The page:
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Social Media Now Central in the Path to Purchase

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Almost 10 years ago, Forrester found that 93% of online experiences begin with a search engine.  Five years ago, BIA/Kelsey said that 97% of consumers go online to research local products and services. While these stats are outdated, there is no denying that today online research is an integral part of the path to purchase.

The way in which consumers research online is where it gets more nuanced. While 10 years ago it may have been true that the majority of people start with a search engine, the proliferation of mobile devices and the applications that come with them, particularly social media apps, have impacted overall search traffic.

The difficulty here is connecting social media activity and the consumer’s path to purchase. According to a Google study, social media plays an “assist” role when it comes to online purchases and AOL Advertising similarly said that social is most likely to serve as a middle touchpoint on the path to purchase.

Claiming social has an “assist” role in the “middle” of the path might be a testament to the lack of accurate attribution and ROI on these social networks. Either way, study after study identifies social media, specifically Facebook, as an important piece to the fragmented, non-linear path to purchase.

Facebook recently attempted to better connect the dots by commissioning Ipsos Media CT to study social media habits of shoppers from Argentina, Brazil, Colombia and Mexico. The findings were interesting:

  • 66% of these shoppers check in on Facebook while they shop
  • 77% post product reviews on Facebook after a purchase often with photos and videos

The report went on to say that “a frictionless, integrated experience may be the reason shoppers choose one brand over another.” This suggests having an active presence beyond just Facebook.

According to Shareaholic, social is now the top source of referral traffic to content on the web, just passing search last September. The study also said that the top eight social networks drove 31.24% of overall traffic to sites in December 2014. Mobile had a lot to do with that.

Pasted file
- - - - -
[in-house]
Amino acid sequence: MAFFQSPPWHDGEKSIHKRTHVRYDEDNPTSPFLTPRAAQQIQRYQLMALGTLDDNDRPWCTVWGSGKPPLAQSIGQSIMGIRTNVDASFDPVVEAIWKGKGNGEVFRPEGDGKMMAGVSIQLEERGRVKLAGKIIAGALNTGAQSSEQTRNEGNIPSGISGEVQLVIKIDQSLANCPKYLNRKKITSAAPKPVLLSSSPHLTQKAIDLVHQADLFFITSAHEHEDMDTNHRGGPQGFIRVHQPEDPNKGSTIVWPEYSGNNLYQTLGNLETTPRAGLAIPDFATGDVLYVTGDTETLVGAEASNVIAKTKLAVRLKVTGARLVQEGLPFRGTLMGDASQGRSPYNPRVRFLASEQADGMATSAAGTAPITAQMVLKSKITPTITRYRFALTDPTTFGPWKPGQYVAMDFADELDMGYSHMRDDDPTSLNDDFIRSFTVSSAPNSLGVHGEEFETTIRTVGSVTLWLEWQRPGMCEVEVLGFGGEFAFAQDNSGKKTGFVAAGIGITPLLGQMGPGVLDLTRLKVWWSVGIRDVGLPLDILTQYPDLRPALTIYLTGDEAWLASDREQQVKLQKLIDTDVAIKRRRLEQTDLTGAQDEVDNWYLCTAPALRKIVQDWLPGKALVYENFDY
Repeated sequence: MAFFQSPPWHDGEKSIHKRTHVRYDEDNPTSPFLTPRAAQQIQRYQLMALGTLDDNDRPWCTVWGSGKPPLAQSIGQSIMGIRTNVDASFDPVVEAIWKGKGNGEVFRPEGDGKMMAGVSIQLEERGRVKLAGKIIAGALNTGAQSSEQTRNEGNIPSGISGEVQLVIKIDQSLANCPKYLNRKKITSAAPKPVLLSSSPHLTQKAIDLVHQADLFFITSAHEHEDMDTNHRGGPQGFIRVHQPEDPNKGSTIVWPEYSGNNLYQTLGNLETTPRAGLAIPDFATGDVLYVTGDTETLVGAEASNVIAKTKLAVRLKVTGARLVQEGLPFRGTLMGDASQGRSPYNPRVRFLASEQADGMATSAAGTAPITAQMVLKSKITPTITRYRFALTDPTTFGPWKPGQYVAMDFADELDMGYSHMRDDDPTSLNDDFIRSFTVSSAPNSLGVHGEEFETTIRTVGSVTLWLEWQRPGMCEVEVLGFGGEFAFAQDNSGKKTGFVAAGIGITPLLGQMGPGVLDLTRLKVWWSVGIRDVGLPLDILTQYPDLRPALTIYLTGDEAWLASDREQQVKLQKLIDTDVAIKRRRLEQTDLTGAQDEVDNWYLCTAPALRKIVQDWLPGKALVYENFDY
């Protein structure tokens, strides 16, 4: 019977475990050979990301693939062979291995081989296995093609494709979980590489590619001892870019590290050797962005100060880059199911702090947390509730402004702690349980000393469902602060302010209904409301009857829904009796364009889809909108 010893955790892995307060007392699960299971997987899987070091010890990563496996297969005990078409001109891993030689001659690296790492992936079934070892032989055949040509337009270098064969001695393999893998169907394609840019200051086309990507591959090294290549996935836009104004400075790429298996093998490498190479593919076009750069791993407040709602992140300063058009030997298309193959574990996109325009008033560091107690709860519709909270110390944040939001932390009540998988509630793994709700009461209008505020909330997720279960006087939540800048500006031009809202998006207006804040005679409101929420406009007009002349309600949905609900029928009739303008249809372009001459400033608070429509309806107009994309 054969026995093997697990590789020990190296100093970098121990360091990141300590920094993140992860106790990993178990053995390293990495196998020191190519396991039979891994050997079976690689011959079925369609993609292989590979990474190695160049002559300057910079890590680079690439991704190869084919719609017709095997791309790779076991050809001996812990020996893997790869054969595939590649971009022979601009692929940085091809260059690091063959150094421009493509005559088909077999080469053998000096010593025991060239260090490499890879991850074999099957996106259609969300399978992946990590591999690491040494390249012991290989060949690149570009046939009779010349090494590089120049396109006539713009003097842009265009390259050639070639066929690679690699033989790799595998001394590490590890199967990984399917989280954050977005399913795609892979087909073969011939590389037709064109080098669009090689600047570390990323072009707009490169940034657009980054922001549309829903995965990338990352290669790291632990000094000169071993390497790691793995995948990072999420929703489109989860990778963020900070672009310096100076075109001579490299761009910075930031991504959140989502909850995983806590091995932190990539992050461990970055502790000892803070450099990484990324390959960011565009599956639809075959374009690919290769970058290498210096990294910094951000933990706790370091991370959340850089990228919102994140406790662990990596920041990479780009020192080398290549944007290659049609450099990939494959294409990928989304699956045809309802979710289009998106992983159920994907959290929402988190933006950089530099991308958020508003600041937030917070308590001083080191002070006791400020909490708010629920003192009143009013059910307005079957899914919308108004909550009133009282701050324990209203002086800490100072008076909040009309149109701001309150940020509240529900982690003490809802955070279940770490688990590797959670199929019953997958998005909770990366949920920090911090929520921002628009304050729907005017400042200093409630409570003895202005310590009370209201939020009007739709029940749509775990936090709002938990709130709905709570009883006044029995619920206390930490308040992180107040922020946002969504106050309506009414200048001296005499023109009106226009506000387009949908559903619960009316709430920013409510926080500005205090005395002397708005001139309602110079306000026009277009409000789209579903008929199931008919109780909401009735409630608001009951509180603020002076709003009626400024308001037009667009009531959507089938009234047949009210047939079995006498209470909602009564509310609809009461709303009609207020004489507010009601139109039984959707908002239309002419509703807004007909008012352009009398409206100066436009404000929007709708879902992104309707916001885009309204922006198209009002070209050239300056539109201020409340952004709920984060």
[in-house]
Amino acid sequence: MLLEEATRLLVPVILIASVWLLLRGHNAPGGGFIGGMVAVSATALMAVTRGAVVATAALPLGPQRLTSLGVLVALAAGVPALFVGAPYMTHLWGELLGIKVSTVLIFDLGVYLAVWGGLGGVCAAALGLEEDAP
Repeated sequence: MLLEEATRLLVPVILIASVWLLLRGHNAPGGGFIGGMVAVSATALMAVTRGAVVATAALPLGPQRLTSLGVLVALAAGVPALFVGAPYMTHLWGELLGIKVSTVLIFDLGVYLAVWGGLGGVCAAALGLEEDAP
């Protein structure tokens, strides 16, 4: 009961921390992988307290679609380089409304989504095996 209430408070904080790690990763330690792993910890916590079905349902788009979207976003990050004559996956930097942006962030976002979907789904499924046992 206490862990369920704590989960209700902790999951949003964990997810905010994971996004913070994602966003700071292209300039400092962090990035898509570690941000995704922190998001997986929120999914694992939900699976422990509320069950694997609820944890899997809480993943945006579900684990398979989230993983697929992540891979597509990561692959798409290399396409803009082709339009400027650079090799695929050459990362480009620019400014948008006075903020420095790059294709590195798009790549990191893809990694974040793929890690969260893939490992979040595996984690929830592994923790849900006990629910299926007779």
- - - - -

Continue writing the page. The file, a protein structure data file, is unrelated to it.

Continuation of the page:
In Q1 this year Facebook reported 1.44 billion active monthly users and 87% of these active monthly users use Facebook on their mobile devices. Similarly, last year comScore said that social networking was the top category in terms of overall digital engagement and generated more than 70% of its activity on mobile.

From a device perspective, mobile has been the biggest disruptor in the path to purchase. In the retail space for example, showrooming and the ease of conducting product/service research via mobile has changed the game. According to a previous xAd and Telmetrics study, 21% of consumers utilize smartphones all the way through the research process and 32% use tablets all the way through.

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Social, with the help of mobile, is firmly integrated into the consumer’s path to purchase. From seeking recommendations from friends on Facebook, to following brands on Twitter for deals or to learn more about the company, social isn’t just a customer retention tool. In fact, studies suggest social has a strong influence on consumer demand, traffic, interest and even conversions.

3 Responses to “Social Media Now Central in the Path to Purchase”

  1. Really important post Joe,

    It is important to know what are the changes between social media and organic search. As the social promotion and traffic is getting more important day by day but still main source of traffic depends on organic traffic.
    So can you please say that social improvement is a huge ranking factor or not ?

  2. admin says:

    Social presence (active social accounts, regular content, likes, shares, etc.) is definitely an important search ranking factor. To see just how much of a factor, check out Moz’s latest Local Search Ranking Factors here: https://moz.com/blog/local-search-ranking-factors-2015

  3. Atul Mandal says:

    Hello Joe,
    Thanks for sharing this important and valuable article. I am a new marketing analyser, every point you have shared is very impressive. Thanks again.

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